Windows 7 Vs. Windows XP

Since the release of Windows 7, there have been a ton of comparisons between Windows 7 and Windows XP. While it may not be fair to compare the latest OS from Microsoft to their 10 year old OS, but comparing to Vista doesn’t seem to make much sense….we all know how well accepted it was.

Windows 7

Microsoft Windows 7

Most of the independent comparisons will show mixed results. In other words, will upgrading your older Windows XP PC to Windows 7 make it perform better? Well….maybe. Keep in mind these are controlled benchmark comparisons looking at CPU useage, caching, memory consumption and launch times.

Like most of you, I’ve read these comparison results and tilted my head at them like a dog listening to a strange sound. It’s not that I don’t understand them, but I figure their controlled environments have sullied their results…if that’s even possible. Quite frankly, my experience has been that Windows 7 breathes new life into old machines. I had the opportunity to put my beliefs to the test again last week when I got my hands on an older HP 2140 netbook running XP with sloth like tendencies.

I remember thinking when this model first came out that it was a pretty neat netbook. As with all technology there have been great improvements in processor speed, on board memory, and hard drive options in the netbook class of computers since the release of the 2140. And, quite frankly, the 2140 running Windows XP now in my hands runs like a tired horse in the mud compared to an HP 2102 running Windows 7.

HP Netbook Running Windows 7

This is a pretty stock machine with the original 1 GB of memory and 160 GB hard drive. If I recall correctly you could get these with either Windows XP Home or a couple of flavors of Windows Vista. Given that Vista was just a fat OS, I can only imagine how much slower it would run with that floating that on top of DOS. On the other hand, upgrading the OS is precisely where I went to see if I could get more speed out of this 2140. As previously mentioned, I have had nothing but good luck with Windows 7 since its release and truly believe it is everything Vista was touted to be…only thinner.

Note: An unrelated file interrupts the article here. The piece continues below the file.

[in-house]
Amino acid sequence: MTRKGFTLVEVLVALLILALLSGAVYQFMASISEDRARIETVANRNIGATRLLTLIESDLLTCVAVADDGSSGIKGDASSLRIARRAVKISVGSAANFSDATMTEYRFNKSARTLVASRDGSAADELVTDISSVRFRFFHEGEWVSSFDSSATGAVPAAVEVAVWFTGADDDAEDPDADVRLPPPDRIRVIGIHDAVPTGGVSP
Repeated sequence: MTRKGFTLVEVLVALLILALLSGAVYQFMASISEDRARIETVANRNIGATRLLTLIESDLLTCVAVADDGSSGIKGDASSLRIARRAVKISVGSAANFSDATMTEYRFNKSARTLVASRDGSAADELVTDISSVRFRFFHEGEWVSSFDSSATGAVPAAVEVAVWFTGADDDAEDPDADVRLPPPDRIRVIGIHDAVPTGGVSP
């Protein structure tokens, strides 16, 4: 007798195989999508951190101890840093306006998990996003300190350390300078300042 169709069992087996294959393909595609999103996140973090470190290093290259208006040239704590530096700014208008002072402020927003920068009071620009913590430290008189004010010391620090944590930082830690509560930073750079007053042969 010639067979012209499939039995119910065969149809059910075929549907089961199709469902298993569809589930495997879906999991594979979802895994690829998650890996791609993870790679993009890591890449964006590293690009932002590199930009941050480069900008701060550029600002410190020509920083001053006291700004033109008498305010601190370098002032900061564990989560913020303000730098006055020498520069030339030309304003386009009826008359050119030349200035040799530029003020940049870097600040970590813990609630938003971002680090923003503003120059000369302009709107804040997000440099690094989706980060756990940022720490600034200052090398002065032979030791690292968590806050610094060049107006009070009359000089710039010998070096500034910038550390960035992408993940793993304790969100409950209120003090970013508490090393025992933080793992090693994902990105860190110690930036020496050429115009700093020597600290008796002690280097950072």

I dug out the USB DVD drive, hooked it up to the netbook, and inserted the Windows 7 Pro installation disk. Of course I did not click the upgrade button. I tried going down the upgrade path once before and after it was all said and done the final installed OS looked like Windows 7, but retained all the slow reflexes of Windows XP.

Once I reformatted the hard drive, the Windows 7 installation went off without a hitch. I’m still amazed and how quickly it installs compared to operating systems of the past. Literally fifteen minutes after I plugged the DVD drive into the netbook, I had a fully functional copy of Windows 7 up and running.

The slow part of this upgrade was getting all of the applications back on the machine. Since this was someone’s personal computer it had all kinds of fun stuff to be reinstalled, which brings about the inevitable hunt for serial numbers, original installation disks, and the subsequent downloads of application updates.  This took a couple of hours.

Now for the vindication of my beliefs. Netbooks have never been touted as being big performers in the realm of video playback, but this little guy performed like a champ under Windows 7. I ran WMV files in Windows Media Player as well as a full movie in iTunes. Not a hiccup anywhere along the way.  I then launched Gimp and did some photo editing on some very large files. The real time previews were working great and everything jumped right up and ran full speed.

I’m the first to admit that XP was a great OS and was speedy for its day. However, I think it got slower over the years with all of the security and service pack updates. This very well may happen to Windows 7 over time as well. But for now, if you want to speed up your older PC without necessarily upgrading the internal hardware, Windows 7 gets my vote for the first place to start.

You’ve been a good friend XP, but it’s time to move on.